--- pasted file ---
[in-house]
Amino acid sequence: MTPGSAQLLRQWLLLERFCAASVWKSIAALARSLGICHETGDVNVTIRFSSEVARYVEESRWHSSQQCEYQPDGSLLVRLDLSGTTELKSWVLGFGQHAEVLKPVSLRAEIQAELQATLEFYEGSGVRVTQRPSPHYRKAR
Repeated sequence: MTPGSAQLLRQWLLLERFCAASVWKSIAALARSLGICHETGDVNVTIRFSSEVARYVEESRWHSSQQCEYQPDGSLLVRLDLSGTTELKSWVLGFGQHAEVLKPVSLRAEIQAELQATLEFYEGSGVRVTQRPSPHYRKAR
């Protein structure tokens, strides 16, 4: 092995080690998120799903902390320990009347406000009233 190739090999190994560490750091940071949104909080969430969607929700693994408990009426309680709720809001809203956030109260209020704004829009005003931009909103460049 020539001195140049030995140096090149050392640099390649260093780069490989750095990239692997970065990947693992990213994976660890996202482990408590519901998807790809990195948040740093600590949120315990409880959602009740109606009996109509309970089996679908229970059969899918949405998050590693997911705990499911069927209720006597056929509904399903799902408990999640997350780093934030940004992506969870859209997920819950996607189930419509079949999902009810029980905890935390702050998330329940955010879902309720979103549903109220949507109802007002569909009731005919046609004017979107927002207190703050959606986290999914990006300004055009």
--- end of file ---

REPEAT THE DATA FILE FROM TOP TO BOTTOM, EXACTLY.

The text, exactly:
[in-house]
Amino acid sequence: MTPGSAQLLRQWLLLERFCAASVWKSIAALARSLGICHETGDVNVTIRFSSEVARYVEESRWHSSQQCEYQPDGSLLVRLDLSGTTELKSWVLGFGQHAEVLKPVSLRAEIQAELQATLEFYEGSGVRVTQRPSPHYRKAR
Repeated sequence: MTPGSAQLLRQWLLLERFCAASVWKSIAALARSLGICHETGDVNVTIRFSSEVARYVEESRWHSSQQCEYQPDGSLLVRLDLSGTTELKSWVLGFGQHAEVLKPVSLRAEIQAELQATLEFYEGSGVRVTQRPSPHYRKAR
């Protein structure tokens, strides 16, 4: 092995080690998120799903902390320990009347406000009233 190739090999190994560490750091940071949104909080969430969607929700693994408990009426309680709720809001809203956030109260209020704004829009005003931009909103460049 020539001195140049030995140096090149050392640099390649260093780069490989750095990239692997970065990947693992990213994976660890996202482990408590519901998807790809990195948040740093600590949120315990409880959602009740109606009996109509309970089996679908229970059969899918949405998050590693997911705990499911069927209720006597056929509904399903799902408990999640997350780093934030940004992506969870859209997920819950996607189930419509079949999902009810029980905890935390702050998330329940955010879902309720979103549903109220949507109802007002569909009731005919046609004017979107927002207190703050959606986290999914990006300004055009």